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Let’s chat! Conversations with infants

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Babies need to hear and be heard. Professor of Early Childhood Sheila Degotardi answers the questions: What is the importance of answering back when babies communicate? How can parents and educators encourage early communication?

By the time they are born, infants are immersed in the sounds of human interaction. With the exception of those with a significant hearing impairment, infants hear and react to human voices while in the womb, and they even respond differently to familiar versus unfamiliar voices.

At birth, they continue to respond to those who talk to them – they turn their heads to show interest, they watch speakers with interest, and will move their mouths as if to join in the conversation. These skills have led many to agree that babies come into this world not only ready to learn language, but also ready to chat!

Now of course, it is some time before infants start to use words and sentences to communicate with others. But this does not mean that they are not participating in language interactions from the first weeks of their lives.

When encouraged, infants skilfully coordinate their movements and sounds with a responsive adult. They watch attentively while the adult speaks to them, and then move or coo in response before pausing in anticipation of a response. These early interactions are like conversations, with both infant and adult talking turns to contribute. Importantly, these two-way conversations are essential for infants’ language development.

The importance of “answering back”?

While it is clear that babies are born with an innate ability to tune into language, it is equally clear that their language development is shaped by the kinds of interactions that they experience from birth.

Babies need to hear and be heard. They need adults to talk to them, but equally, they need to know that they can have an effect on others - that their movements, expressions and vocalisations will draw an adult response.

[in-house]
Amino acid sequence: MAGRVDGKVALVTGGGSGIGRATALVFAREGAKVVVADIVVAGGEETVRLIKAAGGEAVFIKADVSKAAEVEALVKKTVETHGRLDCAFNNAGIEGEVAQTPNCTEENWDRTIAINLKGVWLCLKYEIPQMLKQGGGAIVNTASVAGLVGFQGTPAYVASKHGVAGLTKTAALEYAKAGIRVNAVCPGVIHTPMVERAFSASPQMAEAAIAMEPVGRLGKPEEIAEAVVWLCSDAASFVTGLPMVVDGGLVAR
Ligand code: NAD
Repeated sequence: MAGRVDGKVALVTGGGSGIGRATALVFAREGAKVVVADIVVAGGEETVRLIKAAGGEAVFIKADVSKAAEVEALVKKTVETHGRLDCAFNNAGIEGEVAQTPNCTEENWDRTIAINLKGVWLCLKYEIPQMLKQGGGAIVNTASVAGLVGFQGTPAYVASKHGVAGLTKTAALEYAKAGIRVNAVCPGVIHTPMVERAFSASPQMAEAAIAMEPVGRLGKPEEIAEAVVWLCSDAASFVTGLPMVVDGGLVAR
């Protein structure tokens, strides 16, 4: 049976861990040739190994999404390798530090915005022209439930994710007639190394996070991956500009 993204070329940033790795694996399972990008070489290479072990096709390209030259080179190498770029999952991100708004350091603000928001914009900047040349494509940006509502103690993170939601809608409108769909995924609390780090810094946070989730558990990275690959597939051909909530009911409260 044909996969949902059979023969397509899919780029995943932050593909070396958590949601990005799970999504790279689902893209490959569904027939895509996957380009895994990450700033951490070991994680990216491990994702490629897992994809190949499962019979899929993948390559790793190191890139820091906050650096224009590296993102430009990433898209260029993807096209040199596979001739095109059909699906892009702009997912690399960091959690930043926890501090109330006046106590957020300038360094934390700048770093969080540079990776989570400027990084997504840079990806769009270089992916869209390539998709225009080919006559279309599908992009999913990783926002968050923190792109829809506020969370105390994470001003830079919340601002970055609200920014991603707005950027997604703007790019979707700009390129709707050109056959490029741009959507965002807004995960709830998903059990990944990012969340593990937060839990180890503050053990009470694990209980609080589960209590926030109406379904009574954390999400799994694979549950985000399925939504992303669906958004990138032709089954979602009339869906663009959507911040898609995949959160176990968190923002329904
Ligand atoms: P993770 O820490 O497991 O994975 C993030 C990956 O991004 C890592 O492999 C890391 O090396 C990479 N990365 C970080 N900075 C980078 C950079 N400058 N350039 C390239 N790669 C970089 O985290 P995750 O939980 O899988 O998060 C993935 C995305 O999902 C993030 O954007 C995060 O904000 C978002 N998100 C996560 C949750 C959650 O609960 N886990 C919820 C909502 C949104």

These early to-and-fro conversations provide infants with comfort, joy and an emotional connection to their caregivers, which in turn motivates them to use their emerging communication skills.

Significantly, recent research is confirming that mutually responsive conversations are vital for strong language development. Research has found that pre-verbal infants whose parents respond in a timely manner to their vocalisations changed their babbling patterns to match the sounds and intonation of the parent1.

Other studies2 have found that infants who engage frequently in to-and-fro interactions have larger vocabularies than infants who experience fewer to-and-fro conversations. It is not only the parent who controls this process. These researchers reported that, when an infant vocalised while looking at their parent’s face, the parent was most likely to respond in a timely and meaningful way. Importantly, it was the combination of infant vocalisations and parent coordinated responses that most strongly supported infants’ word learning.

The importance of conversations does not stop once the infant starts to use verbal language.

In one study3, researchers analysed whole-day audio recordings of the talk and conversations experienced by infants and toddlers in their homes. The study found 18 to 24-month-old toddlers who engaged in frequent conversations with their family members had significantly stronger language and cognitive skills development ten years later than those who engaged in fewer conversations. Not only does the power of early conversation last well into children’s school years, but that it also holds benefits for their cognitive, as well as language development.